You can get garden variety health advice from the daily newspaper, the "health" section of most book stores, and of course thousands of web sites. I'm hoping to present thought provoking and maybe change provoking thoughts about individual and community health. This blog is not just what to do about health, but how to think about it. I'm looking forward to an exchange of ideas with readers. July, 2010


Wednesday, July 28, 2010

Disability in America

This week marks the 20th anniversary of the passage of the federal Americans with Disabilities Act. Depending on your point of view, the law is a satisfying advancement for social justice or a notorious example of government overreach causing wasteful spending of tax dollars and intrusion into private property rights. It is all a matter of perspective.

When I was young, we had no one with a disability. No, I didn't live in Lake Woebegon ("all the women are strong, all the men are good looking, and all the children are above average"). It was just that people out of the mainstream were hidden away, shut out from common activities and events. If you were paralyzed or deaf, that was sad, but you were supposed to be out of sight in a specialized institution, not making the rest of us morose or inconvenienced. It was more true then, that people were defined by their limitation: they were "the blind" as opposed to a friend, a parent, a classmate who happened to have a vision impairment.

This was all changed with the passage of the Americans With Disabilities Act, passed by Congress (only 8 Senators and 28 Congressmen voted against) in 1989 and signed by President Bush in 1990. This was a landmark change of course for our treatment of people with disabilities and a model of American exceptionalism for the world. Some of the most recognized provisions are banning employment discrimination against those with disabilities, making sure all people are able to use public accommodations, with measures such as curb cuts, entry ramps, accessible public bathrooms, devices and technology for those with hearing problems, handicapped parking, and school services to assure equal opportunity for those with special needs.

The regulations stemming from the bill's precepts are still unfolding and evolving. For example, court cases have established that infectious disease ( e.g. HIV/AIDS) and mental illness can be considered disabilities, giving discrimination protection to those effected. As the scientific understanding of obesity proliferates, it is becoming apparent that body weight is not just a function of choices regarding eating and exercise, but that there are powerful physiological mechanisms playing a role, and that these mechanisms are not under voluntary control. Time will tell whether we will recognize that overweight people have unique civil rights concerns that should be protected by ADA rules.

Even before passage of ADA, there was a series of federal court cases dealing with disability discrimination in various settings and circumstances. The history of those cases shows an evolving consensus on the Court, from a starting point of strong doubts about the standing of disability as worthy of civil rights protections, but after relentless educating by disability advocates, the justices began to understand. As an aside, this is support for Obama's assertion that empathy is a useful trait for Supreme Court judges. In this case, judicial empathy grew as judges became better informed.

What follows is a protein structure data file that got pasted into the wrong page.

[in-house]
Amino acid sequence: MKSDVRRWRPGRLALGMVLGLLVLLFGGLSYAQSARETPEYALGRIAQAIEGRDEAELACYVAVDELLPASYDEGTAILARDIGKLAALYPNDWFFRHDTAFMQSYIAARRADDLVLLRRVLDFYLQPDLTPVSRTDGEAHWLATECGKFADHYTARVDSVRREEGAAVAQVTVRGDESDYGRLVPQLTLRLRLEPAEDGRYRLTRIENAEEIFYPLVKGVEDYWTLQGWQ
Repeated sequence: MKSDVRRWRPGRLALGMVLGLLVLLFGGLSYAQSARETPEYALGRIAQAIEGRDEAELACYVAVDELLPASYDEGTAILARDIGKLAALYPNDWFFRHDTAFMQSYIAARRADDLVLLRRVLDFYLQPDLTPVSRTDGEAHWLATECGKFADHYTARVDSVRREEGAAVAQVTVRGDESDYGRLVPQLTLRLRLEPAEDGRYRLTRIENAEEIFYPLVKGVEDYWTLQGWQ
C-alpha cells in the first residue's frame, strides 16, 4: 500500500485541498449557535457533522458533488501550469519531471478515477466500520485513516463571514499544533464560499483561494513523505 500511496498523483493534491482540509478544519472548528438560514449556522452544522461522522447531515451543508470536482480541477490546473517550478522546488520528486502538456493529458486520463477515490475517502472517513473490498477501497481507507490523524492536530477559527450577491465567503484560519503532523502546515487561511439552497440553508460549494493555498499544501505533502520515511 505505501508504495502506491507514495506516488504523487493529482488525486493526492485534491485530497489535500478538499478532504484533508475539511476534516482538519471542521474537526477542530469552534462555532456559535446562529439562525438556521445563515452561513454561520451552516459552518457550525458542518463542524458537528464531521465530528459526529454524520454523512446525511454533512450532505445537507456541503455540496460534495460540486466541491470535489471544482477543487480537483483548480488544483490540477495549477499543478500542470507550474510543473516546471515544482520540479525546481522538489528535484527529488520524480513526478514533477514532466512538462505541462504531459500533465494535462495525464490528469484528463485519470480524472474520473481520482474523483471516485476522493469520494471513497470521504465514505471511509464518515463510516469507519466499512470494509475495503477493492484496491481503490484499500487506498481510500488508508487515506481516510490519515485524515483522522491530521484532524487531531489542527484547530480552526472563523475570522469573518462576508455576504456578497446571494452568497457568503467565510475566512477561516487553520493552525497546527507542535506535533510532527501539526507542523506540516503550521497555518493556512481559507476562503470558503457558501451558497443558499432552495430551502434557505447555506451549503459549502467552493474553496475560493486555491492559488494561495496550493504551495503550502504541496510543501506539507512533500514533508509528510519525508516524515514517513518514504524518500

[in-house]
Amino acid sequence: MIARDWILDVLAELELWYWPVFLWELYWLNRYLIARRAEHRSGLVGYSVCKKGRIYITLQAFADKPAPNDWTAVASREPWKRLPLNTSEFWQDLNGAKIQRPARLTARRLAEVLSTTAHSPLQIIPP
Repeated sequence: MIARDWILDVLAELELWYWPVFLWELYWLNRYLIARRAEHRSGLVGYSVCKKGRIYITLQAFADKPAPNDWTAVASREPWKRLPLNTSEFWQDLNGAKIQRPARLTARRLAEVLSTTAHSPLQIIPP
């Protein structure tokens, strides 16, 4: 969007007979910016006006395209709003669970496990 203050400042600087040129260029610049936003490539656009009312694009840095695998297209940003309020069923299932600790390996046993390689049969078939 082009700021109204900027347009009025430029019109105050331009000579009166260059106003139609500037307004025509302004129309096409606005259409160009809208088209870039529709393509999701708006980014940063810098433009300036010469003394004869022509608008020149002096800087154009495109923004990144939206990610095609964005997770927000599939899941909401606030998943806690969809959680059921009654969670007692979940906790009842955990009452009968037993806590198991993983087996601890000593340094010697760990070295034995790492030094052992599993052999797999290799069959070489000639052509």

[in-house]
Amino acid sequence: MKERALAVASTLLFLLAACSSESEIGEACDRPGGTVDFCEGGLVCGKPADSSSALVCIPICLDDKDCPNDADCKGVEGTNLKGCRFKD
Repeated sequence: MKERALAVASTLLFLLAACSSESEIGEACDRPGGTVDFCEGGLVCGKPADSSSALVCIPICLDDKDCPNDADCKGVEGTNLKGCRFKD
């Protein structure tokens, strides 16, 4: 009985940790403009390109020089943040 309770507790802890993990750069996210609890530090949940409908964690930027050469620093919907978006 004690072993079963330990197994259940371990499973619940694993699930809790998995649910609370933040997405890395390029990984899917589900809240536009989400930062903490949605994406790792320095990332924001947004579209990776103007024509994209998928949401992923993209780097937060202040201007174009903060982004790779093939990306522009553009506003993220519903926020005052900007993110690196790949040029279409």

From time to time I ride a public bus to work. The bus has the capability to lower the entrance to the level of the side walk, to facilitate entrance by a person in a wheel chair. It also helps for someone pulling a suit case or cart with wheels. The entrance is wider than was true in years past, again to accommodate wheel chairs. Within the bus, there is a section of seats which fold up, revealing devices to secure a wheel chair to the bus, making it possible for people to ride safely. The stop cord is designed so that someone sitting low in a wheel chair is able to request the driver to stop at the next corner. On that same bus I see people guided by seeing eye dogs, and though I haven't seen this, the bus could also accommodate someone with a "hearing" dog. Finally, I also see mentally handicapped persons accompanied by a guide, helping them get to their destination. All of these provisions cost tax dollars. It is probably more efficient to just put people in institutions. But how much does our society gain by full, or almost full participation? Is Congress a better decision-making body because we have Jim Langevin serving, the first quadriplegic U.S. Congressman. The answer is most certainly yes.

Disability is related to health promotion in one important way. Both are about doing more and stretching limits. What is the limit on how far someone with a disability can overcome? In a similar way, what is possible with health improvement? Good health is a moving target; no matter where you are, it can always be better. You can never be so healthy that you can't be more so.

Some years ago, I first saw a group of blind skiers threading their way down a Colorado ski slope. It was nothing short of inspirational, and taught me that health truly is for all, that health promotion must be tailored for an individual’s needs, and anything is possible.

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